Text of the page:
Strong demand for farmland is continuing – with robust levels of activity across East Anglia for both public and private sales and notable increases in value for amenity land
The amount of farmland publicly marketed across the region fell 2% in the first half of this year compared to the same period in 2020, according to land agents Savills. But much farmland is being marketed privately
Across Great Britain, the supply of publicly marketed farmland rose 58% during the first half of 2021 compared to the same period last year, says Gi D’Angibau, who leads the rural agency team for Savills in Essex.
Meanwhile, the overall average value of agricultural land has increased 1.7% during the last six months. But there are variations across the region depending on location and type of land.
“There is more to the market than meets the eye,” says Ms D’Angibau.
“The data tracks publicly marketed acres, but we know from our involvement that the private market continues to account for a large proportion of the farms and estates transacted, building on the trend seen last year.
Some vendors are choosing to market privately where there is a likelihood of special buyers or they have particular reasons to do so.
“The private market also remains popular for high profile farms and estates where both the vendor and potential purchasers value privacy. However it can often be prudent to set a time limit for such deals so buyers remain focused.”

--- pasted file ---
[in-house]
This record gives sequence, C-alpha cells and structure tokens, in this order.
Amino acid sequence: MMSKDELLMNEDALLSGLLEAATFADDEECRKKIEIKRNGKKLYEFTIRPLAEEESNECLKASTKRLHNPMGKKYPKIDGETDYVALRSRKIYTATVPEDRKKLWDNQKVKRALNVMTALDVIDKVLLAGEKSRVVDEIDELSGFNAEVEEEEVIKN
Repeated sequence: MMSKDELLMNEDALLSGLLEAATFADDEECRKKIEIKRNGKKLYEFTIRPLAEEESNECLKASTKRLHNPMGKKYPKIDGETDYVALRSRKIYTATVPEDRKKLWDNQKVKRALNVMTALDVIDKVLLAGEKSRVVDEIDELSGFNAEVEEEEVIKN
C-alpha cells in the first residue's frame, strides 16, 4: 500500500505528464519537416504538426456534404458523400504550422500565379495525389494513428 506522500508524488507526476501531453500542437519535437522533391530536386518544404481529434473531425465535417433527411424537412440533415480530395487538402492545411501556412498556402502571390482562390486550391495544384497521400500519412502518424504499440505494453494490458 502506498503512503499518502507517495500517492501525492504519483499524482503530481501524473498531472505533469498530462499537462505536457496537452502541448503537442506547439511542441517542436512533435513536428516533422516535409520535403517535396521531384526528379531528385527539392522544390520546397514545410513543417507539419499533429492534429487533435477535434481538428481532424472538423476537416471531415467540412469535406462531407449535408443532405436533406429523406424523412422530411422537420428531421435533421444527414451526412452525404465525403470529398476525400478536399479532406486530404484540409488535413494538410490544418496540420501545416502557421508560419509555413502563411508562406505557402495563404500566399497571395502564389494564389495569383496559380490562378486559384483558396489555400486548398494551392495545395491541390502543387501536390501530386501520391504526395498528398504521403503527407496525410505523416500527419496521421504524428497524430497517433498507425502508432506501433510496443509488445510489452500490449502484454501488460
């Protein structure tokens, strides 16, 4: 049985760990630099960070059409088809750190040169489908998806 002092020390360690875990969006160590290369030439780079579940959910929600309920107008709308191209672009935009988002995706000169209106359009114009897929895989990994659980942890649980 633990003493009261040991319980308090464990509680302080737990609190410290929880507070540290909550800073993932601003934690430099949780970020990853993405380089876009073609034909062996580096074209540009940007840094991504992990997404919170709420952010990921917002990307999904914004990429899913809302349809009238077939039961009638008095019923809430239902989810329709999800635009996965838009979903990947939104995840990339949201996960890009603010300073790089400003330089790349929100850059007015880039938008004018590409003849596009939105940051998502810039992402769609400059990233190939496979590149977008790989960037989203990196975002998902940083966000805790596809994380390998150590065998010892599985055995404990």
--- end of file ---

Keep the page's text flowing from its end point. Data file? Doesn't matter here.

Significant rural estates to hit the market this year include Hill Farm in Martlesham which is now under offer, Clees Hall in Bures; Broxted Hall, near Dunmow; and Green and Wick Farms, near Thetford.
Some 276 acres of productive arable land, grazing meadows and woodland have also gone under offer at Old Hall Farm in Burgh-next-Aylsham, near Norwich. Meanwhile, 478 acre Munches Farms has a guide price in excess of £4m in Hertfordshire.
There are a number of buyers with rollover funds to invest and commercial farmers seeking quality farms, says Ms D’Angibau. However amenity buyers are also driving the market.
“The lack of supply over the last couple of years means there is an accumulating number of active buyers competing for farmland,” she says.
“The impact of this is that, generally, values are holding firm or showing slight increases with some exceptional prices for top quality farms. However, a two-tier market is evident in some areas, with significant price differences between the best and the rest.”